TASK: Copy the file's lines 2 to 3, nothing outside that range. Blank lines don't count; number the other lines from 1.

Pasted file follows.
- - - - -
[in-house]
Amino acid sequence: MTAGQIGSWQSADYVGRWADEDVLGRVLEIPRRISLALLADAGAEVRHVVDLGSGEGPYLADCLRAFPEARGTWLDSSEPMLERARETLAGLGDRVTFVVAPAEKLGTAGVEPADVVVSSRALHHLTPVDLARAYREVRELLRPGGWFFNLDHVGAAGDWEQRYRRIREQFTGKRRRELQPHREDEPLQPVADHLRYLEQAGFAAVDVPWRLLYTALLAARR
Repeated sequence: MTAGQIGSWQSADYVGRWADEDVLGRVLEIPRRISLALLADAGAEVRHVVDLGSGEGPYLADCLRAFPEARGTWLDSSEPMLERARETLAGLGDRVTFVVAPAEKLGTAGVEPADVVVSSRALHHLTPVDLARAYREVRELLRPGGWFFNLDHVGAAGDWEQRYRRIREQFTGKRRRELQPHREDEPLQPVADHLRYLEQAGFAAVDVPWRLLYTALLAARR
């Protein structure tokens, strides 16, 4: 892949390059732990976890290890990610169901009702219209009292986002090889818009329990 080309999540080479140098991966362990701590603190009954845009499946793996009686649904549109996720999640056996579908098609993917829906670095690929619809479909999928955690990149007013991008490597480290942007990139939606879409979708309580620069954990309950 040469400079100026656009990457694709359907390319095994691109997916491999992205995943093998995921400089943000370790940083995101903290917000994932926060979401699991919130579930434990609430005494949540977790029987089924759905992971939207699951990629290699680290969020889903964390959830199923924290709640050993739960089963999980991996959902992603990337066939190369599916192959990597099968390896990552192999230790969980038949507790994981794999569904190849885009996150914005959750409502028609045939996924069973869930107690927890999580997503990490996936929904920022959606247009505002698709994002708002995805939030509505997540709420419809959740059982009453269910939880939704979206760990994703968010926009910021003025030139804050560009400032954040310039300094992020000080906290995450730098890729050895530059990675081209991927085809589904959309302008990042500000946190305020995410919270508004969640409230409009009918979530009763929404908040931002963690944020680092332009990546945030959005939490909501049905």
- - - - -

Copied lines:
Amino acid sequence: MTAGQIGSWQSADYVGRWADEDVLGRVLEIPRRISLALLADAGAEVRHVVDLGSGEGPYLADCLRAFPEARGTWLDSSEPMLERARETLAGLGDRVTFVVAPAEKLGTAGVEPADVVVSSRALHHLTPVDLARAYREVRELLRPGGWFFNLDHVGAAGDWEQRYRRIREQFTGKRRRELQPHREDEPLQPVADHLRYLEQAGFAAVDVPWRLLYTALLAARR
Repeated sequence: MTAGQIGSWQSADYVGRWADEDVLGRVLEIPRRISLALLADAGAEVRHVVDLGSGEGPYLADCLRAFPEARGTWLDSSEPMLERARETLAGLGDRVTFVVAPAEKLGTAGVEPADVVVSSRALHHLTPVDLARAYREVRELLRPGGWFFNLDHVGAAGDWEQRYRRIREQFTGKRRRELQPHREDEPLQPVADHLRYLEQAGFAAVDVPWRLLYTALLAARR